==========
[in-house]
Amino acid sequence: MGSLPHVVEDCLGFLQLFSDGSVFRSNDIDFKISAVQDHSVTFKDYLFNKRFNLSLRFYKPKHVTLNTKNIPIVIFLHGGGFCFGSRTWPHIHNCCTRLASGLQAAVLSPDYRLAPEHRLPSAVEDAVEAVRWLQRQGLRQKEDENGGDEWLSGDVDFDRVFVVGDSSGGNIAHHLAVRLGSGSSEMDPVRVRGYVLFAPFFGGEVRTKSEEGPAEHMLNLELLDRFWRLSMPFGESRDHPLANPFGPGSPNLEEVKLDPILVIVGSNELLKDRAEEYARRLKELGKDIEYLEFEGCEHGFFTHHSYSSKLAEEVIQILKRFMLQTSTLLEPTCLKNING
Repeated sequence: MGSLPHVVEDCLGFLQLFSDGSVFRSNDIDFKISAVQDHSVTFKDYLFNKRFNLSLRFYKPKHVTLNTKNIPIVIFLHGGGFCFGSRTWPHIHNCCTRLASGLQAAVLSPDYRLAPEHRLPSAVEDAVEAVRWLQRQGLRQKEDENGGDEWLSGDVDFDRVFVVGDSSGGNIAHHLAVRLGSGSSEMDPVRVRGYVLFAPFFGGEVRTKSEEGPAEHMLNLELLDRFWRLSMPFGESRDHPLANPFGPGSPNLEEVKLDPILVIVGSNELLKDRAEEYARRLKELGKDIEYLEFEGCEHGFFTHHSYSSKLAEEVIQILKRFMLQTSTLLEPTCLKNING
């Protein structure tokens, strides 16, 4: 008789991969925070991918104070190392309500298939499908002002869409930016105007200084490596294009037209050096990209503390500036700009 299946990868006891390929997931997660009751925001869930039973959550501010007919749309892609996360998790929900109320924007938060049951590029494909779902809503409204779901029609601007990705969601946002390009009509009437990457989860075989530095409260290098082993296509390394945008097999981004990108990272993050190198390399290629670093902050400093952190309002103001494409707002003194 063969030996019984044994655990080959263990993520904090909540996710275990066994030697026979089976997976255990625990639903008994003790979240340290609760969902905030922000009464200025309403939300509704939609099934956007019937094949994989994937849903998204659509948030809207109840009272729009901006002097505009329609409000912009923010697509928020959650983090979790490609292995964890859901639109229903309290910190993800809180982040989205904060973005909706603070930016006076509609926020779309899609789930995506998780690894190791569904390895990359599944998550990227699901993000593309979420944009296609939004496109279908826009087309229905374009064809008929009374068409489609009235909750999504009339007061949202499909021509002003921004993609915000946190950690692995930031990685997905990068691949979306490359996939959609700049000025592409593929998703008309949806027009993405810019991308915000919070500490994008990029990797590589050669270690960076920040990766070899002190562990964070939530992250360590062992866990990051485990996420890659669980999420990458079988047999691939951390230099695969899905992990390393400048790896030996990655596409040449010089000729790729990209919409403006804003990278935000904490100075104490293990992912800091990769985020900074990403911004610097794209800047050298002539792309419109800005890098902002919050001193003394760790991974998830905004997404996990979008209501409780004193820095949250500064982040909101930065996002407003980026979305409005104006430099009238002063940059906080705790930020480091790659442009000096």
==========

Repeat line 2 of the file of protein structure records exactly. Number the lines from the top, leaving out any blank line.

Amino acid sequence: MGSLPHVVEDCLGFLQLFSDGSVFRSNDIDFKISAVQDHSVTFKDYLFNKRFNLSLRFYKPKHVTLNTKNIPIVIFLHGGGFCFGSRTWPHIHNCCTRLASGLQAAVLSPDYRLAPEHRLPSAVEDAVEAVRWLQRQGLRQKEDENGGDEWLSGDVDFDRVFVVGDSSGGNIAHHLAVRLGSGSSEMDPVRVRGYVLFAPFFGGEVRTKSEEGPAEHMLNLELLDRFWRLSMPFGESRDHPLANPFGPGSPNLEEVKLDPILVIVGSNELLKDRAEEYARRLKELGKDIEYLEFEGCEHGFFTHHSYSSKLAEEVIQILKRFMLQTSTLLEPTCLKNING